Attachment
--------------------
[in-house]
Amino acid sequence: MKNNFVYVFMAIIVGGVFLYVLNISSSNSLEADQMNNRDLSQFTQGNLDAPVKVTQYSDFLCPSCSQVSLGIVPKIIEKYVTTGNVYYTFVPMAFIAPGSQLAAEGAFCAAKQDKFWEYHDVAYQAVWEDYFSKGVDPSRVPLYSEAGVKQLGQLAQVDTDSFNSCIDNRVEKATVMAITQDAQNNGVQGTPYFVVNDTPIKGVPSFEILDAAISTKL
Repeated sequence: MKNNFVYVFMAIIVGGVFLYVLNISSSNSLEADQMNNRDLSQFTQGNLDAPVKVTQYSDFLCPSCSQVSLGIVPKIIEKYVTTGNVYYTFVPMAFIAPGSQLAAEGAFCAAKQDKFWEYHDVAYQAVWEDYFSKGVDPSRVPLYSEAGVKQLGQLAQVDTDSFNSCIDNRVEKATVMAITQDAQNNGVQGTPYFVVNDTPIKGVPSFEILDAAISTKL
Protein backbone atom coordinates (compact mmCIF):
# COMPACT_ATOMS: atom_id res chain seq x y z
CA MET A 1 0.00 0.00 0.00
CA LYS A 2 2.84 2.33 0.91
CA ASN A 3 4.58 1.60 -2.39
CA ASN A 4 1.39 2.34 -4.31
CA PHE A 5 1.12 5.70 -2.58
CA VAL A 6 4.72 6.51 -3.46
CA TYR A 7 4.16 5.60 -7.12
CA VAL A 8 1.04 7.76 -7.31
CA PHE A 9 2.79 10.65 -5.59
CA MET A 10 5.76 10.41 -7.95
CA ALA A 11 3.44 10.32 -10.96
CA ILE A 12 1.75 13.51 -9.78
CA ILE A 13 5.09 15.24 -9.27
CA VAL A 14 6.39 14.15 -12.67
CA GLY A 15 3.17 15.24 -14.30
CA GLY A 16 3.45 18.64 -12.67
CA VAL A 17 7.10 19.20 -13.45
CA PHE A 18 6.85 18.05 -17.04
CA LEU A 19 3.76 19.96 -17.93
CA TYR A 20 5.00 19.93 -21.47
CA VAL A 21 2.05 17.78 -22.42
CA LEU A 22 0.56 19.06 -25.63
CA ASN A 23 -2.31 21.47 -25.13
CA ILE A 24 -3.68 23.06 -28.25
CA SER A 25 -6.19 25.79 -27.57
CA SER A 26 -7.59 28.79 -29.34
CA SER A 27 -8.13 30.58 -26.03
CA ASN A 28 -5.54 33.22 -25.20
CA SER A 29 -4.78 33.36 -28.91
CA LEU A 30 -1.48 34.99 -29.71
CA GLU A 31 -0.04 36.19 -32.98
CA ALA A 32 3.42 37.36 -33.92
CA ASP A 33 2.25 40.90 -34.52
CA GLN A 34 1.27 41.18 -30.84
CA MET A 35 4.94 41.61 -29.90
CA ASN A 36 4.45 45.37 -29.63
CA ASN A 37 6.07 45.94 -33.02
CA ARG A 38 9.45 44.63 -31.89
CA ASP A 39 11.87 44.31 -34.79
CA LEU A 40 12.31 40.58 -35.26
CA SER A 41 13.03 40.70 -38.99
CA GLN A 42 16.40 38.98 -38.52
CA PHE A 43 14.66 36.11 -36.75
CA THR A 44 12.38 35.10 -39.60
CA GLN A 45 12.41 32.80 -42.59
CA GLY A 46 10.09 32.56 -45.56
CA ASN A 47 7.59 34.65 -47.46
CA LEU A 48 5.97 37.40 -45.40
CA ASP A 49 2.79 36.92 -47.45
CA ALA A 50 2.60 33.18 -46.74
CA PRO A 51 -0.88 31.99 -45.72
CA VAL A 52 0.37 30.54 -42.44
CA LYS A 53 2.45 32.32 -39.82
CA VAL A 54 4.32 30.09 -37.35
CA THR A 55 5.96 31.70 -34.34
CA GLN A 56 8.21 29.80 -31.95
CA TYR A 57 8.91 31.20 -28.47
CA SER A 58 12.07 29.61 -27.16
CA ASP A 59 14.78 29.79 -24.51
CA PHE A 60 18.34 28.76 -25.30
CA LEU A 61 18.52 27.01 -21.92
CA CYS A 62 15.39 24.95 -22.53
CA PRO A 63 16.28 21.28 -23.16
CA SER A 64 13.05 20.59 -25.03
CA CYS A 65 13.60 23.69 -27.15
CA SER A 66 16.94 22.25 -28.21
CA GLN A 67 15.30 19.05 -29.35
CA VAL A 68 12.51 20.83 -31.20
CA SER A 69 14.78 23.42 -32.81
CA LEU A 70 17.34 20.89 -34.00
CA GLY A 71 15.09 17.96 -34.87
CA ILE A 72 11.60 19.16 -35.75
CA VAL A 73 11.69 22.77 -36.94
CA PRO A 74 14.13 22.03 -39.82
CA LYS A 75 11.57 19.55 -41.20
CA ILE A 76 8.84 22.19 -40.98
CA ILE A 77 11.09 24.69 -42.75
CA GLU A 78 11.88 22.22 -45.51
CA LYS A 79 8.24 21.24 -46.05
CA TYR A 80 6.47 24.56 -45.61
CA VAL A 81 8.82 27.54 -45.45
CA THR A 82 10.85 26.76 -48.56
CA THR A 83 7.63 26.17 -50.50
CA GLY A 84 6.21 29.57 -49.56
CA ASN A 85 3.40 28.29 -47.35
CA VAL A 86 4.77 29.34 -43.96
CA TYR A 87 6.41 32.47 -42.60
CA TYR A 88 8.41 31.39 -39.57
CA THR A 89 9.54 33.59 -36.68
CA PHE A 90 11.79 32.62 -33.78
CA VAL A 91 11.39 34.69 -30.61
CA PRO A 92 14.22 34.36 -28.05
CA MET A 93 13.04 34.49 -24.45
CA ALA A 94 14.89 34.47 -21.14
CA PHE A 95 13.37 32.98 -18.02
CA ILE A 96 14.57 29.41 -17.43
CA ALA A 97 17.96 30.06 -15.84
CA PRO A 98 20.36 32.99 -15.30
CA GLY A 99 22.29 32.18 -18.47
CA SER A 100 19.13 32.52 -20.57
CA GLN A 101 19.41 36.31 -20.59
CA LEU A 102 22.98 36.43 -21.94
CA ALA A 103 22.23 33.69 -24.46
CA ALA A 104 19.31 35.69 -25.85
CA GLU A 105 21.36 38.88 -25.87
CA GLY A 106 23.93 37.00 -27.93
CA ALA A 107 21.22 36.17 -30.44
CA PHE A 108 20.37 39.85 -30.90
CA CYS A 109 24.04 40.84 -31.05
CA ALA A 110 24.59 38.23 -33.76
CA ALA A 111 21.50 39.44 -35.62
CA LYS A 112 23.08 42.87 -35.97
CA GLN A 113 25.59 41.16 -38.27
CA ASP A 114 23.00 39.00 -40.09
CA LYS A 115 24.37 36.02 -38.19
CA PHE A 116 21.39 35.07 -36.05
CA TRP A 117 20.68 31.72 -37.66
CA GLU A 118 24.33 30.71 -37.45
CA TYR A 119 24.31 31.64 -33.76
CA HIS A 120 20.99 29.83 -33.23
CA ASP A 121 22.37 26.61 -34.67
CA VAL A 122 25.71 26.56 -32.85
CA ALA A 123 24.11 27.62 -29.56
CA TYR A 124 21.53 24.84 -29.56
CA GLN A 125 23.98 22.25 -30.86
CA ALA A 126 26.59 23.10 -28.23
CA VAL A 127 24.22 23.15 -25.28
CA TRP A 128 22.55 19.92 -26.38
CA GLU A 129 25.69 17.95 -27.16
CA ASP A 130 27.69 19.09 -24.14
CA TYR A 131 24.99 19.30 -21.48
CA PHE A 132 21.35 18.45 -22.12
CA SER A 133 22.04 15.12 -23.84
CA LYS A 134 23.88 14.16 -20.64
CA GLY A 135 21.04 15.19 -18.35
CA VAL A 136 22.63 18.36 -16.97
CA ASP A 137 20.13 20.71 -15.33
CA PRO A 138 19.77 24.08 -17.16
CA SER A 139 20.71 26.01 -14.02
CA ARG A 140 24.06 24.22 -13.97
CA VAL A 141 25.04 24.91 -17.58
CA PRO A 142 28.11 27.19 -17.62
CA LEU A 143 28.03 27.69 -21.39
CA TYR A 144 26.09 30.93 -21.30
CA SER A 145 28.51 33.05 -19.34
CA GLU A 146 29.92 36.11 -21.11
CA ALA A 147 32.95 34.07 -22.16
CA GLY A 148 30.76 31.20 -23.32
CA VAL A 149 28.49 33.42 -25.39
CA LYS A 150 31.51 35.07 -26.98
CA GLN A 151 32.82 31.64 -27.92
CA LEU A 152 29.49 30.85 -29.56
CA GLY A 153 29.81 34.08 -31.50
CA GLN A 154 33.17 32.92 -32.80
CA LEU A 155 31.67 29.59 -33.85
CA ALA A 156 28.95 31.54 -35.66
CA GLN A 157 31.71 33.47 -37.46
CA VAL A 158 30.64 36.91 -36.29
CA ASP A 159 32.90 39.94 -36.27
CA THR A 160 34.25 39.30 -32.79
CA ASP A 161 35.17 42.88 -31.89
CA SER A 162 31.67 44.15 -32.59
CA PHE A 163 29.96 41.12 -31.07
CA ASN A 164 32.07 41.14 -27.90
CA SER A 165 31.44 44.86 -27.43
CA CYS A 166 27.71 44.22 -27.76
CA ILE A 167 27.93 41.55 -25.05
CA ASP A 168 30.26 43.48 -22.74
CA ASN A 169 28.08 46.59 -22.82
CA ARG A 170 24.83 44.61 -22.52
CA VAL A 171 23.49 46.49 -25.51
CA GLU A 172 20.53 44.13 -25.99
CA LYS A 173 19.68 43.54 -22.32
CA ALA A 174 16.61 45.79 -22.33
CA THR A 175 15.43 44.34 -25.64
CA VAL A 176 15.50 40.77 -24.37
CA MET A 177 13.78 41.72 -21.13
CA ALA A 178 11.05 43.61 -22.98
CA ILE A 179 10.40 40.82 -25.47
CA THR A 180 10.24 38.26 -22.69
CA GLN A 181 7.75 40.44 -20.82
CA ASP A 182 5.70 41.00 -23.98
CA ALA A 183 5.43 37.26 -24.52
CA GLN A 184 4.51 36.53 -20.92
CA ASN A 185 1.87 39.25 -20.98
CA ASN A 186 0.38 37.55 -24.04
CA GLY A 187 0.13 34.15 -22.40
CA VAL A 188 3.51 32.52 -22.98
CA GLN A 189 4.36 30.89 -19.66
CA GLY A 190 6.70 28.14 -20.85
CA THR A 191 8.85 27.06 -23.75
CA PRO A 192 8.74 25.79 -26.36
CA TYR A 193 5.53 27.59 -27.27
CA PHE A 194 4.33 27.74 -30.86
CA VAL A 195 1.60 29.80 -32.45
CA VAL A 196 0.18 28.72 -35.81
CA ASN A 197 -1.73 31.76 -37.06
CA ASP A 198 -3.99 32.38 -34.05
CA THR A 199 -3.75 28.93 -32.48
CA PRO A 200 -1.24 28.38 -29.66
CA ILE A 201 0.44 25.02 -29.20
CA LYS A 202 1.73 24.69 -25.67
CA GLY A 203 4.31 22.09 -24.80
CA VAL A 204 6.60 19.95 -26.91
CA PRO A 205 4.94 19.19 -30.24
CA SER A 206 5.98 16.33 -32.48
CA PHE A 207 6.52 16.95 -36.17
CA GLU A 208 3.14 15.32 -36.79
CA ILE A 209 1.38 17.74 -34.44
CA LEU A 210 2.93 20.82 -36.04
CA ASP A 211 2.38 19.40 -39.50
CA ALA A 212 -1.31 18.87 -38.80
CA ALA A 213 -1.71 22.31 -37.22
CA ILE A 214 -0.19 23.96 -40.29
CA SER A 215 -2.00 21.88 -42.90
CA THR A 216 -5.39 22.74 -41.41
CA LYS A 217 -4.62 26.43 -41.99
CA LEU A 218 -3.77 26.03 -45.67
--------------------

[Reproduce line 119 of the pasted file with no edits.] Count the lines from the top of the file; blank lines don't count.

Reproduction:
CA ASP A 114 23.00 39.00 -40.09